It may sound like we are talking about an old version od Texas Holden rules, but these are the real meaning of the  Hebrew letters written on the Dreidel. When translated from the Hebrew language, the combined letters from the Dreidel mean, ” A great miracle happened there.” Throughout centuries, Dreidel has remained an item that brought people together during the Hanukkah, but even after it.

Dating back to the old Greek’s and the Roman empire, the Dreidel was associated with the game teetotum. Played at the time on locations throughout the Roman empire on Chrismas and in Germany using a similar concept but with German letters. Soon Jewish community in Germany at the time implemented the rules on their Hebrew letters and adopted the game.


Img source: forward.com

This is a fascinating Jewish item to start with. The cultural and traditional purpose of Tallit is to be worn during prayer, and it literally is a prayer shawl. This has been its primary purpose throughout history. It is made out of cotton, wool, and silk. Tallit, as a term of meaning, can be misleading because of its multiple functions.

Look, Tallit today is used as a fashion detail for many Jewish people all over the world. For example, a small Tallit is worn under the clothes or over them. Depending on the occasion and personal choice you can choose between different visual attractive choices like Atarah, Crown, Atarah — click here for more options.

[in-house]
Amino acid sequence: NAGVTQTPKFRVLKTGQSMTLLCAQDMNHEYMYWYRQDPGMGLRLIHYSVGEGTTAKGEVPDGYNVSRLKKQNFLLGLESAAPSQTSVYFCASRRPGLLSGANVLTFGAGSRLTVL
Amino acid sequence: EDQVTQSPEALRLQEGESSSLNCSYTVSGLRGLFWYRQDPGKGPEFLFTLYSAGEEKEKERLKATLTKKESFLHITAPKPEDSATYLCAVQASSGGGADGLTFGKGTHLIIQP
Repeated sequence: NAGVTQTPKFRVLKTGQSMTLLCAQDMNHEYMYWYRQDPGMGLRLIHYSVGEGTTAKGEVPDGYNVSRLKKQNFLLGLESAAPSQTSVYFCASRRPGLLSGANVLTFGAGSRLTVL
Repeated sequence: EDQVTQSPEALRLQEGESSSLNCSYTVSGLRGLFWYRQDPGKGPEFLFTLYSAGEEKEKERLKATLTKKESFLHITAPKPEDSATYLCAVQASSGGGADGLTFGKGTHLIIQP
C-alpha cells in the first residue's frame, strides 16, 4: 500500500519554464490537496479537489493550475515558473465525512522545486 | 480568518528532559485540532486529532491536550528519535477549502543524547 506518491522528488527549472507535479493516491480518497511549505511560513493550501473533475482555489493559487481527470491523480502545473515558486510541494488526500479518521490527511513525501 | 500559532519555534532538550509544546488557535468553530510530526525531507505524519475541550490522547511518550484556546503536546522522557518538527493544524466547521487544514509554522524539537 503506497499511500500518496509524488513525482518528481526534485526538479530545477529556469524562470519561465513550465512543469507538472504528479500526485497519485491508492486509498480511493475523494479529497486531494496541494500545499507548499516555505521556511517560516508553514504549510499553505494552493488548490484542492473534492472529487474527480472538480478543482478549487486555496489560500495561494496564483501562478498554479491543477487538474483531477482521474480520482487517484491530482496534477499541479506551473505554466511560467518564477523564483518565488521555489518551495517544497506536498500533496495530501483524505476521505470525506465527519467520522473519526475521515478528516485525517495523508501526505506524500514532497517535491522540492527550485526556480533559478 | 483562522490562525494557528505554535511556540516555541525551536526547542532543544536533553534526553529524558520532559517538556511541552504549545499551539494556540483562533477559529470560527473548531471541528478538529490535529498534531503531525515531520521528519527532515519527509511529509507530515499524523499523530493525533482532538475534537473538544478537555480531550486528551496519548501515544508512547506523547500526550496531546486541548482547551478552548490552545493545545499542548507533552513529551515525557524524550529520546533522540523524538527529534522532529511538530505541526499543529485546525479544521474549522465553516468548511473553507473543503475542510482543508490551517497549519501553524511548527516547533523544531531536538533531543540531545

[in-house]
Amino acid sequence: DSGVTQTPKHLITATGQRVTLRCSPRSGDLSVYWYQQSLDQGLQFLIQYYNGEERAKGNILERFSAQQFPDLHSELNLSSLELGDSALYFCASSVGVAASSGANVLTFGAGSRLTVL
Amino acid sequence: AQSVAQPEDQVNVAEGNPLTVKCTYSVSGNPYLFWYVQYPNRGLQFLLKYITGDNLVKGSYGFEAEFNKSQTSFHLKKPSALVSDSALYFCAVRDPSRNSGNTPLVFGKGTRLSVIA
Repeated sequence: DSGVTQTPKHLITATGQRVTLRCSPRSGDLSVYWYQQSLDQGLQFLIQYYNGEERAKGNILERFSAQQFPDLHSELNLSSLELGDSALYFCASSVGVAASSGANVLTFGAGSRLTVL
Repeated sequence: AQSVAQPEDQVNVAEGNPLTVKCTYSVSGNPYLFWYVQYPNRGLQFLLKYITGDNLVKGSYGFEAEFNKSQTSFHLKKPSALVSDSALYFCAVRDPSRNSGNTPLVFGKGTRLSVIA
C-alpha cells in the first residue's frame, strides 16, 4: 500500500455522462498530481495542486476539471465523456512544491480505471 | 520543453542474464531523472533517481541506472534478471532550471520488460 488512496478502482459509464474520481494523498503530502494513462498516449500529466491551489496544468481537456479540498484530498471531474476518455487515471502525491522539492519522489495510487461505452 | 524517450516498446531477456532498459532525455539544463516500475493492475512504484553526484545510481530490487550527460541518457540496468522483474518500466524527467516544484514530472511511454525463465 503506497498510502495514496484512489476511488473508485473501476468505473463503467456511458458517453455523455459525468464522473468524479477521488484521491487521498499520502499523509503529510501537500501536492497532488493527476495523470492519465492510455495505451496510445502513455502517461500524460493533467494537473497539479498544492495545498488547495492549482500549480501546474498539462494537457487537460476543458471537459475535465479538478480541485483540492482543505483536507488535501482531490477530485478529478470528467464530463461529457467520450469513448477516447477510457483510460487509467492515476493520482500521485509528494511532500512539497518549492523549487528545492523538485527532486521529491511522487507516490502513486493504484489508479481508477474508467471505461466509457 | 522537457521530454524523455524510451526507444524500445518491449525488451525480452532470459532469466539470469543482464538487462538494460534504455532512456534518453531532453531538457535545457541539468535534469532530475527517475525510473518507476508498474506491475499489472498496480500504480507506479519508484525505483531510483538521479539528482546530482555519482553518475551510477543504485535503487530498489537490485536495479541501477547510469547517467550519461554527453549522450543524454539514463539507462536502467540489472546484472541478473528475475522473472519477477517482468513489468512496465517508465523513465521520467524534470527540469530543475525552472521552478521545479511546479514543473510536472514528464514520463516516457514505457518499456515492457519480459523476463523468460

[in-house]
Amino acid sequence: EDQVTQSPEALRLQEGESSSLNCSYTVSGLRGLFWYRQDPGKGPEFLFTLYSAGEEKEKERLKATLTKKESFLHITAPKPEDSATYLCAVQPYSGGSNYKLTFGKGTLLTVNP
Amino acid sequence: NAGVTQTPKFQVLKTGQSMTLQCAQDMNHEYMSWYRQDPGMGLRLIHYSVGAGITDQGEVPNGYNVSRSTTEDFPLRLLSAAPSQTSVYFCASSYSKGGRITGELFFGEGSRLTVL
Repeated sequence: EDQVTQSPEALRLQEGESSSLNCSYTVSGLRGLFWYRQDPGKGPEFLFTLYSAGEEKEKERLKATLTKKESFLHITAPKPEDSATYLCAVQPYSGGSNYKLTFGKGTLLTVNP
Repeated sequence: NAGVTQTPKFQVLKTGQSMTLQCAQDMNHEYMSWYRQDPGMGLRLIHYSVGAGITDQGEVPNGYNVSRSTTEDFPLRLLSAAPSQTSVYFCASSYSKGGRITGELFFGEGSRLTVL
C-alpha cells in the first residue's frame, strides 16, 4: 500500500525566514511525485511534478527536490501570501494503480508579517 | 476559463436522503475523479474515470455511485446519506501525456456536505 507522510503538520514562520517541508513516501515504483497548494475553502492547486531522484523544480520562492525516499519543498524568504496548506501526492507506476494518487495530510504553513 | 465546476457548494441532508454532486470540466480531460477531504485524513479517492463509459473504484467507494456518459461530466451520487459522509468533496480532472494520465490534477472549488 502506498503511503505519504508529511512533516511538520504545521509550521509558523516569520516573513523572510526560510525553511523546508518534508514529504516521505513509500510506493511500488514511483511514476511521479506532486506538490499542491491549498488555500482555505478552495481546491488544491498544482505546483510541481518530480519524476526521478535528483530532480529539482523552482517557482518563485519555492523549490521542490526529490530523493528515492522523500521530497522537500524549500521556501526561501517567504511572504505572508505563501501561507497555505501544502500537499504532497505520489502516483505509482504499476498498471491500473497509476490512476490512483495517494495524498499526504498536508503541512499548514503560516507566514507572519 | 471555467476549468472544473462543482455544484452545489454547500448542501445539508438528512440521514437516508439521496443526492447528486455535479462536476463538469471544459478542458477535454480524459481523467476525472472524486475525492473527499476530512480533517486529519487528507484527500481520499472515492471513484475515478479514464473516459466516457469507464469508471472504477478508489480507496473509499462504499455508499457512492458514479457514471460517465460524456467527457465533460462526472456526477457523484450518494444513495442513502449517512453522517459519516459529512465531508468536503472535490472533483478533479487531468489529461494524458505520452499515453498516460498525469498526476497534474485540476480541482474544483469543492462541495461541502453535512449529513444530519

Big Tallits, on the other hand, are worn only over the clothes during the morning prayer. It is essential to mention that in some communities, there are specific ages traditional meant for wearing Tallits depending on the Orthodox and non-Orthodox Judaism.


Img source: timesofisrael.com

Probably the most recognizable item from our list is the Kippah. The Kippah is a well-known piece of traditional clothing worn by Jewish people around the globe. It is a brimless cap always worn on the head. Kippah or yarmulke, known in the Jewish community, is worn on the head during prayer not only by men but by women also.

In the Orthodox community, the head of mails should always be covered with a Kippah, and the members of this community traditionally wear it all the time. But in the non-Orthodox communities, members, including women, tend to wear it only when attending the prayer.


Img source: myjewishlearning.com

Menorah or Hanukkah is the well-known Jewish nine-branched candlestick present in their history for a long time. A uniquely made candleholder for the Hanukkah has value in the shape and number of candles on it.

One candlestick is deliberately made to be lower from the eight remaining. The mentioned lower candleholder lights up all the rest candlesticks, like a reserve lighter. Every day of Hanukkah, one candlestick is lightened up as a celebration of the eight-day holiday.

Each candlestick is placed on a separated branch, it looks quite impressive when you see it for the first time. It is no wonder that the Menorah is an item so valuable to the Jewish history that even today, not one out of eight Hanukkah days is complete without it.